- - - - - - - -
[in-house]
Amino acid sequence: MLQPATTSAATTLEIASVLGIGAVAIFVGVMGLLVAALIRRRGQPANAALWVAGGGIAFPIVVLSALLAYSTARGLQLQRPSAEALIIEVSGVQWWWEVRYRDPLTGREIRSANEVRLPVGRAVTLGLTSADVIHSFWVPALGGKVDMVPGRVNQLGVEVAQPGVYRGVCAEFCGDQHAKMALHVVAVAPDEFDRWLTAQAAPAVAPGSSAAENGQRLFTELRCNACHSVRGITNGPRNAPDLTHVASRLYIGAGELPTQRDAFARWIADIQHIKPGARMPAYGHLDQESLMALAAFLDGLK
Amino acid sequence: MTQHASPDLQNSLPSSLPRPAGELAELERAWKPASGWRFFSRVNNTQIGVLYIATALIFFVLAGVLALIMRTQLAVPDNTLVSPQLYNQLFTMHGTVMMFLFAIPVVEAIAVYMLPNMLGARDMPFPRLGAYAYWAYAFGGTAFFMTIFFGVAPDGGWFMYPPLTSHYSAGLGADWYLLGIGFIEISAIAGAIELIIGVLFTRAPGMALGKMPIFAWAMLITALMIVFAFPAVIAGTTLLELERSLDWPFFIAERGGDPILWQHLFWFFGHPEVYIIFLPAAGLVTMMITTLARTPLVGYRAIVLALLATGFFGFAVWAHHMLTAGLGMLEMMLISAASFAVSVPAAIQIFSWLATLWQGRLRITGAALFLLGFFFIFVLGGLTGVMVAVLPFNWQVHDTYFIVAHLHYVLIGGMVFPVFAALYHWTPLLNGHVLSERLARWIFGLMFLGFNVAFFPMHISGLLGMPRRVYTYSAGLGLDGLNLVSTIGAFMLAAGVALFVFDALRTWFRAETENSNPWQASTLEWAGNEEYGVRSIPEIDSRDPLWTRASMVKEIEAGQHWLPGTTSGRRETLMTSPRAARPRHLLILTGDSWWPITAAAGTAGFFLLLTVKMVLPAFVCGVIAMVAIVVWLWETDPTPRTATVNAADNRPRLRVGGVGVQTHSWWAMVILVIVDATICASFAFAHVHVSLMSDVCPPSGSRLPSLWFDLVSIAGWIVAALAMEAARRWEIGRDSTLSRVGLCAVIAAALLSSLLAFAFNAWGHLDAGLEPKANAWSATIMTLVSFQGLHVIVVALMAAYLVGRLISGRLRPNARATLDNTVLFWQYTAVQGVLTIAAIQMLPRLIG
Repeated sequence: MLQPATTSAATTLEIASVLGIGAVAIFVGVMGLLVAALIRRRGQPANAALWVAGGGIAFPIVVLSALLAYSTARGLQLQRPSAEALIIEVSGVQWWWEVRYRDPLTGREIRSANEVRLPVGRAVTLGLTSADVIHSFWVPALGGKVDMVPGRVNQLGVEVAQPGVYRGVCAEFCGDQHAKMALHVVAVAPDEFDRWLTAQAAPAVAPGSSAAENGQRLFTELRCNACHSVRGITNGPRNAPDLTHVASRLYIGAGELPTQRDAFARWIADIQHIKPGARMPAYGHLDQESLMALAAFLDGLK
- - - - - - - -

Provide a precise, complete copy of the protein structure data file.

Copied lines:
[in-house]
Amino acid sequence: MLQPATTSAATTLEIASVLGIGAVAIFVGVMGLLVAALIRRRGQPANAALWVAGGGIAFPIVVLSALLAYSTARGLQLQRPSAEALIIEVSGVQWWWEVRYRDPLTGREIRSANEVRLPVGRAVTLGLTSADVIHSFWVPALGGKVDMVPGRVNQLGVEVAQPGVYRGVCAEFCGDQHAKMALHVVAVAPDEFDRWLTAQAAPAVAPGSSAAENGQRLFTELRCNACHSVRGITNGPRNAPDLTHVASRLYIGAGELPTQRDAFARWIADIQHIKPGARMPAYGHLDQESLMALAAFLDGLK
Amino acid sequence: MTQHASPDLQNSLPSSLPRPAGELAELERAWKPASGWRFFSRVNNTQIGVLYIATALIFFVLAGVLALIMRTQLAVPDNTLVSPQLYNQLFTMHGTVMMFLFAIPVVEAIAVYMLPNMLGARDMPFPRLGAYAYWAYAFGGTAFFMTIFFGVAPDGGWFMYPPLTSHYSAGLGADWYLLGIGFIEISAIAGAIELIIGVLFTRAPGMALGKMPIFAWAMLITALMIVFAFPAVIAGTTLLELERSLDWPFFIAERGGDPILWQHLFWFFGHPEVYIIFLPAAGLVTMMITTLARTPLVGYRAIVLALLATGFFGFAVWAHHMLTAGLGMLEMMLISAASFAVSVPAAIQIFSWLATLWQGRLRITGAALFLLGFFFIFVLGGLTGVMVAVLPFNWQVHDTYFIVAHLHYVLIGGMVFPVFAALYHWTPLLNGHVLSERLARWIFGLMFLGFNVAFFPMHISGLLGMPRRVYTYSAGLGLDGLNLVSTIGAFMLAAGVALFVFDALRTWFRAETENSNPWQASTLEWAGNEEYGVRSIPEIDSRDPLWTRASMVKEIEAGQHWLPGTTSGRRETLMTSPRAARPRHLLILTGDSWWPITAAAGTAGFFLLLTVKMVLPAFVCGVIAMVAIVVWLWETDPTPRTATVNAADNRPRLRVGGVGVQTHSWWAMVILVIVDATICASFAFAHVHVSLMSDVCPPSGSRLPSLWFDLVSIAGWIVAALAMEAARRWEIGRDSTLSRVGLCAVIAAALLSSLLAFAFNAWGHLDAGLEPKANAWSATIMTLVSFQGLHVIVVALMAAYLVGRLISGRLRPNARATLDNTVLFWQYTAVQGVLTIAAIQMLPRLIG
Repeated sequence: MLQPATTSAATTLEIASVLGIGAVAIFVGVMGLLVAALIRRRGQPANAALWVAGGGIAFPIVVLSALLAYSTARGLQLQRPSAEALIIEVSGVQWWWEVRYRDPLTGREIRSANEVRLPVGRAVTLGLTSADVIHSFWVPALGGKVDMVPGRVNQLGVEVAQPGVYRGVCAEFCGDQHAKMALHVVAVAPDEFDRWLTAQAAPAVAPGSSAAENGQRLFTELRCNACHSVRGITNGPRNAPDLTHVASRLYIGAGELPTQRDAFARWIADIQHIKPGARMPAYGHLDQESLMALAAFLDGLK